Our View: Exploring an unsettling past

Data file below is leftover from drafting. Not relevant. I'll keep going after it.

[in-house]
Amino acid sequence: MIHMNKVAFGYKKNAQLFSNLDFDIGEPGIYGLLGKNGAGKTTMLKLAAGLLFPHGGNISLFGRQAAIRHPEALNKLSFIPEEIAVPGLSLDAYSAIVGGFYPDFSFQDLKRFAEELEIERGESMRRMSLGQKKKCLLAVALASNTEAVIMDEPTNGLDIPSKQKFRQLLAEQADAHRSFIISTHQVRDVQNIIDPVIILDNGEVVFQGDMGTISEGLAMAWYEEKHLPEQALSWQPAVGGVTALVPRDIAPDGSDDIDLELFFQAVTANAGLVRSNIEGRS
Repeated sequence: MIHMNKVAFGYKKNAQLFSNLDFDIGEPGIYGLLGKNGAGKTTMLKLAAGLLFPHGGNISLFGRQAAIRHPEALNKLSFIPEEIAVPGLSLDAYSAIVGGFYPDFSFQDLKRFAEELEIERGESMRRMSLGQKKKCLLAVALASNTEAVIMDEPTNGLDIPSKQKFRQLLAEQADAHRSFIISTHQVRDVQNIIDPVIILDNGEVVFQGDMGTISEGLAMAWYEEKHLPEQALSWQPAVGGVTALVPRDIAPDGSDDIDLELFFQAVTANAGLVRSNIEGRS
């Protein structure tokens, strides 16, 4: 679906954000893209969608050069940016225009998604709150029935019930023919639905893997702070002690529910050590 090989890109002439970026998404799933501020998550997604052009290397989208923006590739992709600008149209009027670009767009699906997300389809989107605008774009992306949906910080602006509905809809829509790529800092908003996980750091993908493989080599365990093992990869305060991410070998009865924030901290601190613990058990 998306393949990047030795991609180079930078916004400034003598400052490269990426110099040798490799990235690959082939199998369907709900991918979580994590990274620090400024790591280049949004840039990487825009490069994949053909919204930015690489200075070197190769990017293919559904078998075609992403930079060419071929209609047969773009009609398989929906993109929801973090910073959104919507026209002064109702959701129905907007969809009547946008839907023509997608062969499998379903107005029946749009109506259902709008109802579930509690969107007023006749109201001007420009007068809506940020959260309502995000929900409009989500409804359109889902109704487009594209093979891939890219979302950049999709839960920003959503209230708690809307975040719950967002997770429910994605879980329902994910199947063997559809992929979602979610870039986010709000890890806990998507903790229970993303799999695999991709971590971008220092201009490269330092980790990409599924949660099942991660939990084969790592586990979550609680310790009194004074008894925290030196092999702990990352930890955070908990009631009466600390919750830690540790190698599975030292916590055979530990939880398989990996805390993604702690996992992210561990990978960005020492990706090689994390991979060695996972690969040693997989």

Earlier this month, a group of Truckee-area ministers took a first step in recognizing the injustices committed against the towns Chinese community in the 19th century. Joined by a delegation of religious leaders from Taiwan, the pastors conducted prayers of atonement at several Truckee locations associated with a decade-long campaign to drive Chinese residents out of town.The Rev. Eric Moen then asked the Truckee Town Council to acknowledge the mistreatment of the Chinese, which culminated in an 1886 boycott of businesses that employed Chinese laborers. Pressured by a boycott compliance committee, the Central Pacific Railroad and local lumber companies fired their Chinese employees and canceled woodcutting agreements with Chinese labor contractors.The economic strategy to force Chinese residents from the area came to be known as the Truckee Method.In deflecting Moens request, Truckee Mayor Richard Anderson said apologizing to the Chinese for past mistreatment was not among the responsibilities of the current town government. In an interview with the Sun, the mayor said, in so many words, that the newspaper had as much reason to apologize as the town, since it was the Truckee Republican, the Suns 19th century predecessor, that stirred up much of the anti-Chinese resentment.We agree. A review of articles and editorials published in the Republican confirms that the Truckee newspaper both reflected the racial animus of the era, and inflamed Euro-American anger toward the Chinese.The Republican called for a relocation of Truckees Chinatown in an 1874 editorial. Two years later, the newspaper published an anti-Chinese editorial that served to galvanize resentment against the ethnic community that represented two-thirds of Truckees manual laborers.Within days, white Truckee residents conducted the first of many anti-Chinese meetings, and formed the Caucasian League to lobby businesses to fire their Chinese employees. Against a backdrop of a national economic turmoil, Euro-Americans across the West agitated for ousting the Chinese, blaming them for driving down wages and taking jobs away from native-born Americans.Between 1876 and 1886, the Republican reported a litany of attacks against the Chinatowns that had sprung up in towns along the Central Pacific Railway. In 1878, Truckee forced the towns Chinese residents to relocate across the Truckee River after a suspected arson fire swept through Chinatown. The Chinese must go, the Republican commented.Violence against Chinese immigrants was by no means limited to Truckee. In 1885, Americans drove 500 Chinese out of Rock Springs, Wyoming, killing 50, until the U.S. Army arrived to restore order.That year the campaign against the Chinese reached a crescendo in Truckee. The distinguished editor of the Republican, Charles F. McGlashan, had been elected to the California Assembly, and led the effort to rid the town of its Chinese immigrants. On Nov. 25, 1885, he published an editorial calling for a bounty on the braided pigtails of Chinese.The inflammatory comment ignited an intense campaign to drive the immigrants from town through a boycott of their employers. Rumors circulated of mob violence against the Chinese, and boycotts of Chinese employers spread to towns throughout northern California.As businesses submitted to the demands of the boycott compliance committee, the Republican triumphantly called Truckee the battleground of the West Coast, and reported in late January 1886 that the boycott had become statewide. The Republican joined an organization of anti-Chinese newspapers, and McGlashan promoted the Truckee Method at a convention in San Jose.By 1891, just one Chinese resident remained in Truckee, the paper reported.There are children in Truckee from 6 to 8 years old who do not remember of ever having seen a Chinaman, the Republican observed.While the residents of Truckee are not personally responsible for the sad events of the towns early history, we believe that Rev. Moen was right in apologizing to the Chinese people for their mistreatment at the hands of our ancestors. Moen calls it an act of identificational repentance.Just as American states have formally apologized for the injustices of slavery, it is also appropriate to acknowledge the racially motivated attacks against Chinese immigrants.